+2

Botox should only be injected by trained medical professionals (Plastic Surgeons, Dermatologists).

In California, RN's may inject Botox if properly trained and only under the supervision of a physician.

Occasionally (underline occasionally as this is uncommon) a bit of the Botox can get into the muscle of the upper eyelid and cause it to droop. Fortunately, this is usually short lived as the muscle was not injected directly. Over-injection can cause facial immobility.

In the right hands, Botox is very safe and the vast majority of patients who are properly injected by trained professionals are very happy with results.

Do your homework first and beware of highly discounted prices.

Edmond A. Zingaro, MD
San Francisco Plastic Surgeon
4.5 out of 5 stars 4 reviews

Botox Party

+1

Who is having the Botox Party??  Is it in a Board Certified Plastic Surgeon or Dermatologist office? Do your research, and do not be afraid to ask questions.  There are people who inject Botox who are not qualified to do so. 

Robert E. Zaworski, MD
Atlanta Plastic Surgeon
5.0 out of 5 stars 24 reviews

Botox Party Safety Concerns

+1

 

It is absolutely essential that Botox is administered by an experienced medical specialist to help reduce possible risks and complications that can occur. Some forms of side effects can last weeks, while others can last for several months. If the Botox party does not have a medical practitioner performing the injections, then it should be avoided.

 

The person administering the Botox must have a thorough understanding of facial anatomy and how to work with these principles to not only make necessary corrections, but also to ensure a sound aesthetic result.

Sanusi Umar, MD
Redondo Beach Dermatologic Surgeon
4.5 out of 5 stars 15 reviews

It is not a party if someone gets hurt

+1

Botox parties can be safe if conducted by a board certified plastic surgeon.  Too frequently these parties are run by non experts who risk sterility, improper handling of botox, and improper techniques which can lead to a variety of issues up to and including blindness.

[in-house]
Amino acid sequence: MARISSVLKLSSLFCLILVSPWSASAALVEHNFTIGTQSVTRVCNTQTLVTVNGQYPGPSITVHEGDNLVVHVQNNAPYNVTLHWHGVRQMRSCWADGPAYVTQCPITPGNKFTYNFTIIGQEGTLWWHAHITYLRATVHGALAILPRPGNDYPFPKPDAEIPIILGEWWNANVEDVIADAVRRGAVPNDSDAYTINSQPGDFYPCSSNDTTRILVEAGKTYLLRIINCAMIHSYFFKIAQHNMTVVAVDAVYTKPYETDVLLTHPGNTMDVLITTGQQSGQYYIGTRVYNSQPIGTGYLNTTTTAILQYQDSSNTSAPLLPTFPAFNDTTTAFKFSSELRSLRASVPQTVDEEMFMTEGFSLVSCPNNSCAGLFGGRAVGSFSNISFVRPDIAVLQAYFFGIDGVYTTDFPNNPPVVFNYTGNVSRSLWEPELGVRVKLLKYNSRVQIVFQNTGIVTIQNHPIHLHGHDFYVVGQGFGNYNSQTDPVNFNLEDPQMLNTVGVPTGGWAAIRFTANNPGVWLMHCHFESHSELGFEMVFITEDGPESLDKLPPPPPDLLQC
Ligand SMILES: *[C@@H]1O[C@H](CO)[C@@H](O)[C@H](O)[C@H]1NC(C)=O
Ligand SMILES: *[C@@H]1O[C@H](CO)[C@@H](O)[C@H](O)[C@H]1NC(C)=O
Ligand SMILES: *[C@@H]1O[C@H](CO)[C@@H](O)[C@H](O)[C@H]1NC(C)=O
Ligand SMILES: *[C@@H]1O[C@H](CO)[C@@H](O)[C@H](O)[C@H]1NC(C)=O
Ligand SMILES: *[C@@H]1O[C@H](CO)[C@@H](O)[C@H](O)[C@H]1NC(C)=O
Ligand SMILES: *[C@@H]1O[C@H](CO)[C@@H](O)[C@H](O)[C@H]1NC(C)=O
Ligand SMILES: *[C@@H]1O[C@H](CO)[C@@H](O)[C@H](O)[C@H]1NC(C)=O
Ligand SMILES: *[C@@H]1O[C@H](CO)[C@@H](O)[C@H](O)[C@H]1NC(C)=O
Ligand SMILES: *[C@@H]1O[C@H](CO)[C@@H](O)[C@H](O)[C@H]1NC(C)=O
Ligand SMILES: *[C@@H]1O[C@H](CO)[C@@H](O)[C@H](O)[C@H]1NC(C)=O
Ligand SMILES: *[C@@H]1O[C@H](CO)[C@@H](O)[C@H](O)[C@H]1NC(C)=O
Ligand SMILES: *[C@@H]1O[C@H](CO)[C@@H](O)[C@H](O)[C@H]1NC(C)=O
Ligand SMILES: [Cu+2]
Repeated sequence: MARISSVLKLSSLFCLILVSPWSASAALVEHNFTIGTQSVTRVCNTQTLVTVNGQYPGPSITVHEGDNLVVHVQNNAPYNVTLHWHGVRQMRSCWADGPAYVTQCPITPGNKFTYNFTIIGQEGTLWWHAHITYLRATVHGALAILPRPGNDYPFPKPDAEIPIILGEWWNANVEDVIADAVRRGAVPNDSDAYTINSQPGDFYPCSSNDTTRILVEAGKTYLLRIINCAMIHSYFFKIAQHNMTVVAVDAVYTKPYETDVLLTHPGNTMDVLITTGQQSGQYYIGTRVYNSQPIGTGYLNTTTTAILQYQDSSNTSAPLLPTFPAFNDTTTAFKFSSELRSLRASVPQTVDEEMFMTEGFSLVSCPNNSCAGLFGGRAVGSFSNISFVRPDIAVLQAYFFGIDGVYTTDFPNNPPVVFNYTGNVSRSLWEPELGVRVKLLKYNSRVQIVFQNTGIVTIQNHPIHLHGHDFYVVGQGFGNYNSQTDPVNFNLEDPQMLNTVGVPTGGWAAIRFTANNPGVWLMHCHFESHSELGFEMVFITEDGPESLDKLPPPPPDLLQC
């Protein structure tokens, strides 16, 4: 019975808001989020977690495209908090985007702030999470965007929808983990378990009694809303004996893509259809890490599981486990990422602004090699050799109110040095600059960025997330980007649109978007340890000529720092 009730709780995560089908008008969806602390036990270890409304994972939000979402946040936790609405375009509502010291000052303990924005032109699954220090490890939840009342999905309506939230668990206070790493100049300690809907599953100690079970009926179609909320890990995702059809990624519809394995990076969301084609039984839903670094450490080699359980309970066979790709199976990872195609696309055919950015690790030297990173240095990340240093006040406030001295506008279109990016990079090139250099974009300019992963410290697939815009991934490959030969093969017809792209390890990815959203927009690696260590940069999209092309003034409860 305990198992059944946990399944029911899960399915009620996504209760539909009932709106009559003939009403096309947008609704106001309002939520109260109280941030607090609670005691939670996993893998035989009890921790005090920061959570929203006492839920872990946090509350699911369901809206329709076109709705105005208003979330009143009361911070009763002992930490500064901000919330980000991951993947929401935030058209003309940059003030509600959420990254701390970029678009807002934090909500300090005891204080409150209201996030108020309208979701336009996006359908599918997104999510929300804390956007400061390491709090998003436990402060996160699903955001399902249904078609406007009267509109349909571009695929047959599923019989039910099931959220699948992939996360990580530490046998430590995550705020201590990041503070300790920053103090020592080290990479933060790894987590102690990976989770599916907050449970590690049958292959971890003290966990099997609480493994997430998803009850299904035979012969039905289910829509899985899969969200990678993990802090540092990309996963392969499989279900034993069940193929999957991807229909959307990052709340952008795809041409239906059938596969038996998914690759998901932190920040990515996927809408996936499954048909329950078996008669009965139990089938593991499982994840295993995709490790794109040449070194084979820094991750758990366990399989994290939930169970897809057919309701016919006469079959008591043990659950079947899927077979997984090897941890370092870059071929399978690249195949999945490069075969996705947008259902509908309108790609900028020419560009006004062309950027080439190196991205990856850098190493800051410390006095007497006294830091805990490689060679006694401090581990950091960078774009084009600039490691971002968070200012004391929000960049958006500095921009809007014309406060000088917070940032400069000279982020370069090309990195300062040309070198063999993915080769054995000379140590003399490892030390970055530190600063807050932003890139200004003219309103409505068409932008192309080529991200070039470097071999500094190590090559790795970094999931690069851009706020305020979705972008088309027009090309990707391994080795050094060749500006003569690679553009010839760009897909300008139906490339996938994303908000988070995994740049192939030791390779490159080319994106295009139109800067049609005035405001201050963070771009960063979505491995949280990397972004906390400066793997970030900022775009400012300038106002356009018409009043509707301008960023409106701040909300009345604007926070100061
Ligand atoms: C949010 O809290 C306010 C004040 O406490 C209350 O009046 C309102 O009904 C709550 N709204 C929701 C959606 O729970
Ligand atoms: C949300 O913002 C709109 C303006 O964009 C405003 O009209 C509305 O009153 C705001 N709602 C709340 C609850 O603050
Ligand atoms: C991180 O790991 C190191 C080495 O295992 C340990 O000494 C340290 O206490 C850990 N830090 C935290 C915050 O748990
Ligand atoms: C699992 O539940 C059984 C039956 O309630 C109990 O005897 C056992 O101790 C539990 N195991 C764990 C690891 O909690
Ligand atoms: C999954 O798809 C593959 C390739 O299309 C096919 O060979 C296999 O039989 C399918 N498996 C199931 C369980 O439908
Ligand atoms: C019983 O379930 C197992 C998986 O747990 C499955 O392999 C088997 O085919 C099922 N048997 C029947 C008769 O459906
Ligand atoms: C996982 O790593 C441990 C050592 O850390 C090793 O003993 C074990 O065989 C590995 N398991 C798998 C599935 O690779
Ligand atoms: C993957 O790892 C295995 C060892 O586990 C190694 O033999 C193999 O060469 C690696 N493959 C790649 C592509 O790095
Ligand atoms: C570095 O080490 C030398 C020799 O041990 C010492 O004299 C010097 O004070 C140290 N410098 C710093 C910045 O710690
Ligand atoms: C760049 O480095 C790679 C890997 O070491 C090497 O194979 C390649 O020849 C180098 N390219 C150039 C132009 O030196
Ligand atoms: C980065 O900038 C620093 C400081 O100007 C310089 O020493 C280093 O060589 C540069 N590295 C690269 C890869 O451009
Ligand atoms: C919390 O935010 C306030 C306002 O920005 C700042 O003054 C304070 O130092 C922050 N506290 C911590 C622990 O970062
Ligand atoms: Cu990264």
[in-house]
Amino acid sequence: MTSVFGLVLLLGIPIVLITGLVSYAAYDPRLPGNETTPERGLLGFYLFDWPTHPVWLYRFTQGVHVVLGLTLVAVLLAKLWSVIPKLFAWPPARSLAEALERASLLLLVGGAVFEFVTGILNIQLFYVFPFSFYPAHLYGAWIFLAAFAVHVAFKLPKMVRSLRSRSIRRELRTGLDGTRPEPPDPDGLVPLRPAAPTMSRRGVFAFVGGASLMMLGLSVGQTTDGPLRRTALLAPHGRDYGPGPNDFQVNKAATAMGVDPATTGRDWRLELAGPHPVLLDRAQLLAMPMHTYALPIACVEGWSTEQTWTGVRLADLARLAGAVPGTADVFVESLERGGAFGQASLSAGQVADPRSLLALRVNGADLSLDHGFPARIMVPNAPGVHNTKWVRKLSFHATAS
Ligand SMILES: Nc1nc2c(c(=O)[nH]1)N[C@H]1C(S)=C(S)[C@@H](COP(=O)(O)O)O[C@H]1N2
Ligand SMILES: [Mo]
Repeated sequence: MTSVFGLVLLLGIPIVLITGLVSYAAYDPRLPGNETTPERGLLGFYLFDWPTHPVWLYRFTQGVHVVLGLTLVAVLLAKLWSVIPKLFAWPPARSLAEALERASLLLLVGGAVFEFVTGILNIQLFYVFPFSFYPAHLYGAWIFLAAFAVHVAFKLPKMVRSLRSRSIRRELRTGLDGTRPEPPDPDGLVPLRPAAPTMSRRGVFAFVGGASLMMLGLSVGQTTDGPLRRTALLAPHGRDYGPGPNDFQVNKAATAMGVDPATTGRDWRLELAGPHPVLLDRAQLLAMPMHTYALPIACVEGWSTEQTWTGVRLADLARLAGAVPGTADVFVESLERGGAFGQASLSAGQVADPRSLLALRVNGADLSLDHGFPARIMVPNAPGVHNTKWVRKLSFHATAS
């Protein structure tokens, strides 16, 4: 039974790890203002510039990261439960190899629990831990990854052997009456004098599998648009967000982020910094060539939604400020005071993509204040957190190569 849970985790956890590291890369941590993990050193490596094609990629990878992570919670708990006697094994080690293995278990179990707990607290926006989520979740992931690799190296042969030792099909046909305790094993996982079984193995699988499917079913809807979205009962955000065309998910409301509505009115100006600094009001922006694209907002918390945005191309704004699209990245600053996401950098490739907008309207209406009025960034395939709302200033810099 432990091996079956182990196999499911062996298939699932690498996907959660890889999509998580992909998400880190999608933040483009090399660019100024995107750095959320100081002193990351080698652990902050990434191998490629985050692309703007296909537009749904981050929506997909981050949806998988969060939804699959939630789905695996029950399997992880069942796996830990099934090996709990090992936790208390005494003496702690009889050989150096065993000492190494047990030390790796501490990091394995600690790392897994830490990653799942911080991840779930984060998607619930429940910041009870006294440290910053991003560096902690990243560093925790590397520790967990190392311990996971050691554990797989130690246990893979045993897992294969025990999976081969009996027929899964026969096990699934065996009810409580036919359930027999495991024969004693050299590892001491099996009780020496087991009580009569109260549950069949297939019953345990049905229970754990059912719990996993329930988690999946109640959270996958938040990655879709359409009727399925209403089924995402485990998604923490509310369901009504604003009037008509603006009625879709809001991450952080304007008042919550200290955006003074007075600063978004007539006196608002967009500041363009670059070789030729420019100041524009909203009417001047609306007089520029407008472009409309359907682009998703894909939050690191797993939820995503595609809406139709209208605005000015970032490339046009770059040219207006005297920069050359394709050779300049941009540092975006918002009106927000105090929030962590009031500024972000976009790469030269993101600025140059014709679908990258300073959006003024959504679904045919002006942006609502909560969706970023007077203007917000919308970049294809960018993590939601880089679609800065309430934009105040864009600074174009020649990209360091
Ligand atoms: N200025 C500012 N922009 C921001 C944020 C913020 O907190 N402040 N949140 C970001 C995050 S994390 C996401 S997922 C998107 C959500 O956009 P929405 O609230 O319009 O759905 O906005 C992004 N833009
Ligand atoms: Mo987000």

Kris M. Reddy, MD, FACS
West Palm Beach Plastic Surgeon
4.5 out of 5 stars 16 reviews

Botox Parties

+1

The short answer is "no", Botox parties are not safe (especially if there is not physician).  But it depends on what you mean by a "Botox party".  If a physician is having a promotional event at their office, but you are still being injected in an exam room under ideal conditions, that is probably okay.  The problem when you leave a physician's office, is that many of the controlled variables (lighting, sterility etc...) become uncontrolled.  Also, be careful at these parties that they are actually injecting Botox.  I have seen cases in Miami where patients had "unknown" things injected in them at people's homes and they had disfiguring outcomes.

Todd Minars, MD
Miami Dermatologist
3.5 out of 5 stars 3 reviews

Botox parties..the real deal

+1

Botox parties can be safe if staffed by a qualified physician. A couple reasons why botox parties may be a problem:

1. Alcohol may be served and it may cloud the judgement of the patient to get Botox and the amount and location. You can't really consent to anything with alcohol on board.

2. There are other people there so a patient can get pressured to get botox even if she feels she doesn't really want any. The consent process of any procedure is done with the doctor and patient alone.

Something to keep in mind.

Dr Thiagarajah

Chris Thiagarajah, MD
Washington DC Oculoplastic Surgeon
5.0 out of 5 stars 6 reviews

Botox Party?

+1

'Botox parties' are putting yourself at risk.  This is a procedure that you are doing to make yourself look better, so why take ANY risk of it going wrong.  Botox in a clinical setting is a safe procedure.  In a party setting all bets are off.   Most of the time it is done in a salon or home  which by no means is a sterile condition.   First and foremost....safety fist!!! 

Lisa Kates, MD
Annapolis Dermatologist
5.0 out of 5 stars 1 review

These answers are for educational purposes and should not be relied upon as a substitute for medical advice you may receive from your physician. If you have a medical emergency, please call 911. These answers do not constitute or initiate a patient/doctor relationship.